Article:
US-born, Tokyo based Christopher Pellegrini is one of Japan’s most passionate shochu experts. After a fated night at his local sake bar, he made it his mission to dispel the myths of shochu.
“I think the bartender was bored that night,” Pellegrini recalls. “He wanted to mess with the foreigner and so he pushed shochu in front of me!” It was love at first sip. “He kept serving me different varieties to find one I wouldn’t like, but it didn’t happen.” Pellegrini was blown away by the range of flavours attributed to this one spirit, so he travelled to the shochu capital, Kyushu, to learn more about it.
“It became it a neverending rabbit hole and it got more exciting the deeper I went,” Pellegrini recalls. “Shochu doesn’t get the respect it deserves, so I started to advocate for it.”
Since then, Pellegrini has collected official certifications in Japan and the US, hosted countless events, published books and co-owns a stylish, standing shochu and awamori bar in Fukuoka called Yokaban NY.
The motivations behind Pellegrini’s work are sincere and his passion is magnetic. He’s a born communicator, and the shochu gods couldn’t ask for a better preacher. When asked why it’s not as famous as sake for example, he argues that “people simply haven’t learned about it yet”.
Shochu has never managed to replicate the fame of its more popular counterpart, sake, the success of which was something of a fluke. “Sake’s move overseas wasn’t a conscious decision by alcohol companies,” says Pellegrini. “In the 1970s and 80s, it was more a case of sushi shops wanting a little taste of home. Eventually, sake started to appear in mainstream pop culture – today, shochu has only just begun to break that ground.”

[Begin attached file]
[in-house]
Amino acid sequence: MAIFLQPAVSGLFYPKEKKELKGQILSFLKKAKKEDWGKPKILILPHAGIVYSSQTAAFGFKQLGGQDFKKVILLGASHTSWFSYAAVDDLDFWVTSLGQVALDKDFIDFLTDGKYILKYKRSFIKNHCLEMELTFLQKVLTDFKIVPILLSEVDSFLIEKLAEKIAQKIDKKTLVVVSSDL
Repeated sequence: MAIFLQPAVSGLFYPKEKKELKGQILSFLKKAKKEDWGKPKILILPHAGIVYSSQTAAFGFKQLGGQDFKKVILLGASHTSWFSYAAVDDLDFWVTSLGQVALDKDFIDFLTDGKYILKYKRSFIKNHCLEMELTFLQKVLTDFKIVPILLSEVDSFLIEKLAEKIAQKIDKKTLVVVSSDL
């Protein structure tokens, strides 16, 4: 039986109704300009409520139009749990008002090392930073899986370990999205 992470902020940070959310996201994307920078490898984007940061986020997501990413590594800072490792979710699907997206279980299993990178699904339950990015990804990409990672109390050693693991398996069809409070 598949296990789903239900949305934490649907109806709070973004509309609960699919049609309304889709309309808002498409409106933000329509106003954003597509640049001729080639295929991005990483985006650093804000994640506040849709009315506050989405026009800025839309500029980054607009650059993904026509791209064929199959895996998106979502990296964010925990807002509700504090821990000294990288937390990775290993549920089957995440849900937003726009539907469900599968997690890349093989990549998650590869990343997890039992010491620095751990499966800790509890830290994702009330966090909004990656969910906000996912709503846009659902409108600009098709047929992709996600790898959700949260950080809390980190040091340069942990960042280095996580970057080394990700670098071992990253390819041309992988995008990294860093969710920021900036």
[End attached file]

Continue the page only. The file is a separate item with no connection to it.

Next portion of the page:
As well as being confused with sake, shochu is also often misidentified as the devilish Korean spirit, soju. “People think they’ve tried shochu, but more often than not they’re talking about soju,” explains Pellegrini. “Soju is not a drink that many people have fond memories of; they often drink too much of it, and pay the price the next day!”
To avoid misunderstanding, Pellegrini has a trick; “I give people a barrel-aged barley shochu drink and ask them to guess what it’s made from. They typically guess it’s a light bourbon. I’ll do the same with rice shochu, and most people guess it’s sake.” It’s a simple technique that showcases the drink’s diversity.
The vital difference between sake and shochu is that shochu is distilled – sake isn’t. “Distillation is a process of evaporating alcohol and condensing it into a more pure form.”
To make shochu, you take sake, increase the temperature of the mash above 78 degrees – the point of evaporation – and collect the alcohol from its mass constituents. The resulting liquid is shochu. In the same way that whiskey is not beer and brandy is not wine, shochu is not the same thing as sake.
When quizzed about his recommendations on the best way to drink the spirit, Christopher is pragmatic. “It depends on the brand and on the person,” he says. “I love sweet potato-made shochu – it has the most variety. I drink it with hot water.”
For those who are into spritzers, shochu can also be mixed with soda water; it’s an easy way to dip your toe in. “[For newbies] I tend to do small glasses neat with a little bowl of ice so people can spoon ice into it after they’ve tried it straight. It’s easy, because most shochu is bottled at around 25% alcohol, so it’s not ‘blow your face off’ level strong.”
In terms of more mixable offerings, Pellegrini says: “Rice and barley are best, as they have the most sedate flavour profile which won’t get in the way.”
Sharing his incredibly infectious passion for shochu, Pellegrini regularly runs shochu tasting classes in Tokyo, open to everyone over the drinking age of 20. The classes help demystify the uncertainties and myths around sake and shochu, and give drinkers an wealth of knowledge they can take back home, as long as you don’t suffer from booze-induced amnesia.
He runs through the itinerary. “The first hour is all sake tastings as I’m a licensed sake nerd as well,” he laughs. “The second hour, we move into spirits and everyone has a high old time.” The tour starts in Shinjuku and lasts for two hours. But if you can’t make it, here are some of the best places to try shochu yourself.